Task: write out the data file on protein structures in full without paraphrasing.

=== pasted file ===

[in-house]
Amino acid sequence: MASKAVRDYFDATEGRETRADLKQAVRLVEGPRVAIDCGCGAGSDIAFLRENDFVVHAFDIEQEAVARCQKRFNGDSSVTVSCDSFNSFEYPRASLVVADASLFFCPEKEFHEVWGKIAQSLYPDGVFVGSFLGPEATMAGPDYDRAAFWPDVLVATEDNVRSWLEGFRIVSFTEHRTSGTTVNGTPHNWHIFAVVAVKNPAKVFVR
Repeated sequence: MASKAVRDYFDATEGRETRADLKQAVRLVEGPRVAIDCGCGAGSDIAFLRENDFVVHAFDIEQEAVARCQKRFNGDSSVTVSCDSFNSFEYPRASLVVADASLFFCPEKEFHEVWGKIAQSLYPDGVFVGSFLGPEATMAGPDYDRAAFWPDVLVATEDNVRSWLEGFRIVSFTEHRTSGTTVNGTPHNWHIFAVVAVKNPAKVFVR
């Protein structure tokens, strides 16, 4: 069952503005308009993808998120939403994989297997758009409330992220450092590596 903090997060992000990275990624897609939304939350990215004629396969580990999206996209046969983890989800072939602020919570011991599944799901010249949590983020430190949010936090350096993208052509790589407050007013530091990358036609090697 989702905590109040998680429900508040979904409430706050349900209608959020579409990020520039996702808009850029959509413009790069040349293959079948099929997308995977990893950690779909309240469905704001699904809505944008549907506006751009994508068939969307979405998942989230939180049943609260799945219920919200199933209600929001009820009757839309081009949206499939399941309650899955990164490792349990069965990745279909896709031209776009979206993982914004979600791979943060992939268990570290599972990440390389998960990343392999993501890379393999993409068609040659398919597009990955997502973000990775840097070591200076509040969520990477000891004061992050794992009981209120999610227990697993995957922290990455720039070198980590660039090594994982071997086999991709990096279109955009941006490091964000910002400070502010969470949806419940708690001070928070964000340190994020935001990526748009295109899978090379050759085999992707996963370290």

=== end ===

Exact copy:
[in-house]
Amino acid sequence: MASKAVRDYFDATEGRETRADLKQAVRLVEGPRVAIDCGCGAGSDIAFLRENDFVVHAFDIEQEAVARCQKRFNGDSSVTVSCDSFNSFEYPRASLVVADASLFFCPEKEFHEVWGKIAQSLYPDGVFVGSFLGPEATMAGPDYDRAAFWPDVLVATEDNVRSWLEGFRIVSFTEHRTSGTTVNGTPHNWHIFAVVAVKNPAKVFVR
Repeated sequence: MASKAVRDYFDATEGRETRADLKQAVRLVEGPRVAIDCGCGAGSDIAFLRENDFVVHAFDIEQEAVARCQKRFNGDSSVTVSCDSFNSFEYPRASLVVADASLFFCPEKEFHEVWGKIAQSLYPDGVFVGSFLGPEATMAGPDYDRAAFWPDVLVATEDNVRSWLEGFRIVSFTEHRTSGTTVNGTPHNWHIFAVVAVKNPAKVFVR
């Protein structure tokens, strides 16, 4: 069952503005308009993808998120939403994989297997758009409330992220450092590596 903090997060992000990275990624897609939304939350990215004629396969580990999206996209046969983890989800072939602020919570011991599944799901010249949590983020430190949010936090350096993208052509790589407050007013530091990358036609090697 989702905590109040998680429900508040979904409430706050349900209608959020579409990020520039996702808009850029959509413009790069040349293959079948099929997308995977990893950690779909309240469905704001699904809505944008549907506006751009994508068939969307979405998942989230939180049943609260799945219920919200199933209600929001009820009757839309081009949206499939399941309650899955990164490792349990069965990745279909896709031209776009979206993982914004979600791979943060992939268990570290599972990440390389998960990343392999993501890379393999993409068609040659398919597009990955997502973000990775840097070591200076509040969520990477000891004061992050794992009981209120999610227990697993995957922290990455720039070198980590660039090594994982071997086999991709990096279109955009941006490091964000910002400070502010969470949806419940708690001070928070964000340190994020935001990526748009295109899978090379050759085999992707996963370290």